Greece’s crushing economic crisis – and political infighting – has drawn remarkable attention from foreign media, from commentary to news and societal stories.
In a New York Times Op-ed, Josef Joffe, Editor of the German newspaper Die Zeit talked about the changing prospects of whether Greece would be forced out of the Eurozone if the major opposition Coalition of the Radical Left (SYRIZA) wins the critical Jan. 25 elections and comes to power
The commentary, No Exit For Greece, indicated that it was unlikely Greece wouldn’t be in the Eurozone no matter what happens.
“Not even Alexis Tsipras, the leader of the radical leftist Syriza party, wants out. Apparently on track to win the snap elections on Jan. 25, he has vowed: We will stick with the euro, no doubt,’” Joffe wrote.
He added: “Nor does anybody else — including Germany — want Greece to leave, if truth be told, even though the German leader, Angela Merkel, now has her minions spreading the word that a “Grexit” is no longer an absolute no-no. If Mr. Tsipras wins and then imposes another haircut on the country’s creditors while nixing market reforms and fiscal rigor, then it will be auf Wiedersehen to Hellas. So goes the unspoken — but ultimately hollow — threat from Berlin.”
He said the Tsipras-Merkel staredown is what he called “a monetary game of chicken. As we know from war gaming, the party that appears to be crazier than the rest tends to score.”
Joffe wrote that if SYRIZA rules that Tsipras will bend to reality and discover that he can’t run a country without money, which could happen if he reneges on the 240 billion euros ($306 billion) loan payments Greece owes the Troika of the European Union-International Monetary Fund-European Central Bank (EU-IMF-ECB) that demanded, and got, austerity measures in return.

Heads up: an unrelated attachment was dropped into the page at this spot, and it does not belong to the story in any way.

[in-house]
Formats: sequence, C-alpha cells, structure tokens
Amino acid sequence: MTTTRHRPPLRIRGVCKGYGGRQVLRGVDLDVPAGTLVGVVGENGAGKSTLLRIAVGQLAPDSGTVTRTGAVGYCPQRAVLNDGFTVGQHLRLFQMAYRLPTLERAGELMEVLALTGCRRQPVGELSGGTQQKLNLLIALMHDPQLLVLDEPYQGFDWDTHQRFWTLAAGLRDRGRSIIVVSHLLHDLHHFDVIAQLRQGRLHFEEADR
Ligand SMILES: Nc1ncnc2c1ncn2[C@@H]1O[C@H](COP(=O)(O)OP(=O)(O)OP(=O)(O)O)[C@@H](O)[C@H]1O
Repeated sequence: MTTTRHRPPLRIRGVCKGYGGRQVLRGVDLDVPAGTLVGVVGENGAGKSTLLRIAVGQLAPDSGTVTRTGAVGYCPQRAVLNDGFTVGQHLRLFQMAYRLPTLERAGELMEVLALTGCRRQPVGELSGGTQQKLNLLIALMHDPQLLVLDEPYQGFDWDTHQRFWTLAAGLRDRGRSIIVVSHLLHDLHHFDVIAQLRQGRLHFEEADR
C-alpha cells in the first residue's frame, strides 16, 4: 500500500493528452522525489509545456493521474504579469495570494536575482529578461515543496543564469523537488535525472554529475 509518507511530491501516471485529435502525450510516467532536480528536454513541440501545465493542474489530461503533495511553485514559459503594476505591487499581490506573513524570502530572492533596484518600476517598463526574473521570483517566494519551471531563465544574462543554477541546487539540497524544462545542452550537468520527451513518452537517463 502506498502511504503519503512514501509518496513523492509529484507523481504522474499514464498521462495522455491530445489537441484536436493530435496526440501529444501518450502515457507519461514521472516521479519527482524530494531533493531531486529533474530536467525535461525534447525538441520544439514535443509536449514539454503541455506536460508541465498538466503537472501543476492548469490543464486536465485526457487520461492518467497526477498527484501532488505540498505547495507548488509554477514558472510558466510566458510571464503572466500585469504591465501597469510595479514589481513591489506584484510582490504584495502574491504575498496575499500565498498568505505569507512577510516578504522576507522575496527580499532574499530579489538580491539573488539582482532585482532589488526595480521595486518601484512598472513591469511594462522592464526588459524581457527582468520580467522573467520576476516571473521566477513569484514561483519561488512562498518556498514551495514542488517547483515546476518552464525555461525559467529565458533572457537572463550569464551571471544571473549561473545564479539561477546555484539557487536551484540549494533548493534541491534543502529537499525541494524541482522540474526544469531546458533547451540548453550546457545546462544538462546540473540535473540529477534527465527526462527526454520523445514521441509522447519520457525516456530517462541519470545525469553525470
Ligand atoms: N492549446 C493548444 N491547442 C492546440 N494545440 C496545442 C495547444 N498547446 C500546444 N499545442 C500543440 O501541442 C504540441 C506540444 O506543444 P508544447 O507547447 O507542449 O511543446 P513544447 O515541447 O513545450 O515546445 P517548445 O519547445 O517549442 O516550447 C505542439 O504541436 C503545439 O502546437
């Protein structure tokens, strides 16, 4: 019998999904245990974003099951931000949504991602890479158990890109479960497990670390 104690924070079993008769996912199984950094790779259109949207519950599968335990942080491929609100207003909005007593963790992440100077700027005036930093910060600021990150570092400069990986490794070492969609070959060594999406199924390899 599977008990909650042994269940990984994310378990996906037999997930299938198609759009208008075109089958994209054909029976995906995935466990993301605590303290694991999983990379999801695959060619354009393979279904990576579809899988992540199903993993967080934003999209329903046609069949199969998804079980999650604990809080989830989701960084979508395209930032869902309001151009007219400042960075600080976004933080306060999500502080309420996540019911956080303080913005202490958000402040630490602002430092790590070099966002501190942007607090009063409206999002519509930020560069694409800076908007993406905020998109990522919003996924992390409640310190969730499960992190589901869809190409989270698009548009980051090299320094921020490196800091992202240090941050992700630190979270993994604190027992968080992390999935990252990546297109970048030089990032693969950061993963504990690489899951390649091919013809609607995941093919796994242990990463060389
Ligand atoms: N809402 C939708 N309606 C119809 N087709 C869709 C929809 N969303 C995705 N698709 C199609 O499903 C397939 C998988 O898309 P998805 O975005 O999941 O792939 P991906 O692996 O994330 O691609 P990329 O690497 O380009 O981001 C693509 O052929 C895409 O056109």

“If SYRIZA does come to power (though at the moment its lead is shrinking), the new government will yield here and there to make nice with Ms. Merkel. But any government, left-wing or centrist, knows one big thing: Greece has a history of bailouts on its side. That will dampen the passions of ardent reformists.”
The idea of Greece leaving the Eurozone was a campaign tactic that New Democracy Conservative leader Antonis Samaras in 2012 used to narrowly defeat SYRIZA and he’s doing so again, but the EU and ECB have strengthened the financial bloc since.
So, wrote Joffe, Greece is going nowhere and will stay in the zone. “With its tiny economy, Greece can and will be saved, again. It is too small to fail, so to speak.”
And while Greece’s dilemma is big stuff to Greeks and the Diaspora, and even to the markets, he thought it was overplayed.
He wrote: “Greece’s problems are peanuts, relatively speaking,” although there’s 240 billion – or 306 billion – of them.